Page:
Thursday Links

Here are some links for your browsing perusal:

– Interesting Christianity Today article by Ted Olsen: (A Bit Less) Positive About Potter:

“Harry Potter books and films have been attacked in the past by evangelicals for allegedly glamorizing the occult,” say the papers. But Christians “are now eschewing condemnation for praise, embracing Ms. Rowling’s tales as powerful religious fables for our time.”

It’s a narrative as fictional as the Potter books themselves. In late 1999, I noted that, contrary to media reports, no major Christian leader had spoken against the Harry Potter series, and several had actually supported the books. Some readers were upset with my summary, but the most prominent critic they could come up with at that time was Texas pastor John Hagee. Four books and five films later, it’s time for an update to that piece.

– As part of a new marketing strategy author Brad Thor will be using BlogTalkRadio for a book tour:

Breaking the paradigm for the traditional, in-store author book tour, on July 26, 9:00 pm EST, Brad will log onto BlogTalkRadio, and open the phone lines for discussion of The First Commandment. Fans around the world can listen online via Brad’s page or on their phones by calling: (646) 478-5945. Fans can also interact with Brad by using BTR’s, “click to talk” feature online or using the same phone line they’re using to tune in. The entire program is live via Internet stream and will be archived on BlogTalkRadio and made available as a subscribable podcast. As a special bonus for BlogTalkRadio listeners, Brad will also be signing books for a select group of fans who tune in to be distributed after the show.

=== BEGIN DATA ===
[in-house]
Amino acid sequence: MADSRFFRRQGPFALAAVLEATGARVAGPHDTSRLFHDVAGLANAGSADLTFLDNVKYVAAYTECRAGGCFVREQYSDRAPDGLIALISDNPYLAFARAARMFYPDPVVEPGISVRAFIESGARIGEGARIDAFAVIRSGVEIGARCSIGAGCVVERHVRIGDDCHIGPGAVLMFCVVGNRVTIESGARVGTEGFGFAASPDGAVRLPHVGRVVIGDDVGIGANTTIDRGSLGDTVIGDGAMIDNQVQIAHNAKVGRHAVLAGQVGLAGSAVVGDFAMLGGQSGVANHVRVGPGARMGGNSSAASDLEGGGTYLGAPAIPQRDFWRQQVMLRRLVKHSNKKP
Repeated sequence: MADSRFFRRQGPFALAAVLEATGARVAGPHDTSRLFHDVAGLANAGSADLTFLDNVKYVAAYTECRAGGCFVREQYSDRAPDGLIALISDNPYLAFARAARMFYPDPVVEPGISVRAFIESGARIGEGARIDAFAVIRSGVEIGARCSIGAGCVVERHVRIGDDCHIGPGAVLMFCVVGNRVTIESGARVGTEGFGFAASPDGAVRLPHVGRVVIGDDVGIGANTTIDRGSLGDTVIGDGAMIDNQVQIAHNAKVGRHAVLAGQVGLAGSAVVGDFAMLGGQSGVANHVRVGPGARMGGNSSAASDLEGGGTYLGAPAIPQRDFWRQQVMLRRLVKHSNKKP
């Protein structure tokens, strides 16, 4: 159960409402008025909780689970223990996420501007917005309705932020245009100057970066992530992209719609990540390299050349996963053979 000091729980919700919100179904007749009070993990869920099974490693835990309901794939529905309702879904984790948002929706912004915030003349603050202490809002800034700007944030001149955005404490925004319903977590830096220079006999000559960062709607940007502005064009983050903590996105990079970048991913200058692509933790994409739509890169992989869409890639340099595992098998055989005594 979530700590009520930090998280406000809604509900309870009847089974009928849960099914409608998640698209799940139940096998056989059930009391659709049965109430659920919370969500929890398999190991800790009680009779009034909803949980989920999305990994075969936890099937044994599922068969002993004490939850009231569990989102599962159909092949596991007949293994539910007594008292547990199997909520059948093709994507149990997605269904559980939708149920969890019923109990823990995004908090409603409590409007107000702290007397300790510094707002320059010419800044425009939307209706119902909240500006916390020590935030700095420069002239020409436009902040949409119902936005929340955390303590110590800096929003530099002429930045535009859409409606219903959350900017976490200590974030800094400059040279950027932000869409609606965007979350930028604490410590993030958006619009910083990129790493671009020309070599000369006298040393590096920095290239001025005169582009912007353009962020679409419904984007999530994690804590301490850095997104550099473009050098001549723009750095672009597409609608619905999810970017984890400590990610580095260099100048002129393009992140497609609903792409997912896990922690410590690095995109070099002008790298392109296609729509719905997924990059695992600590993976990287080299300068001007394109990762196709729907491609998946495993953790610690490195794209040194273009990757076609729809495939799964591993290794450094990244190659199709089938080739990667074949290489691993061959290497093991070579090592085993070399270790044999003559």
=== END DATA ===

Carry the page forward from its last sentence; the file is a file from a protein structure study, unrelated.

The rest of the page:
Bold Type has a new issue out:

This month we go a little bit country with a bevy of books that will transport you far from the concrete jungle. There’s a surprisingly gripping account of the world’s biggest trees and the people who love them, as well as a new history tome that exhumes a neglected chapter of the Civil Rights movement, and a memoir by a pair of Canadian writers who decided to mini-size their diet by only eating locally. In the fiction department, Sherman Alexie charts cycles of violence in his new novel, while Norwegian writer Per Petterson plumbs the dark echoes of a pastoral past, and novelist Matthew Sharpe won’t let history be, imagining a post-apocalyptic Jamestown. Equally marvelous is a monograph of stunning landscapes and interiors by Swedish painter Mamma Andersson. We conclude with an interview with Shannon Ravenel of Algonquin Books, who edited and published the last, unfinished novel by the late Southern fiction titan Larry Brown.

– If you are part of a Book Club or want to join one, check out Simon and Schuster’s Book Club Resources. They have launched on online book club themselves. The pick for July was The Last Days of Dogtown By Anita Diamant. Visit the Book Club Reader Discussion Board to post your opinion of the book, hear what others think, and converse with author, Anita Diamant herself. The August pick is America’s Report Card By John McNally

Kevin Holtsberry
I work in communications and public affairs. I try to squeeze in as much reading as I can while still spending time with my wife and two kids (and cheering on the Pittsburgh Steelers and Michigan Wolverines during football season).

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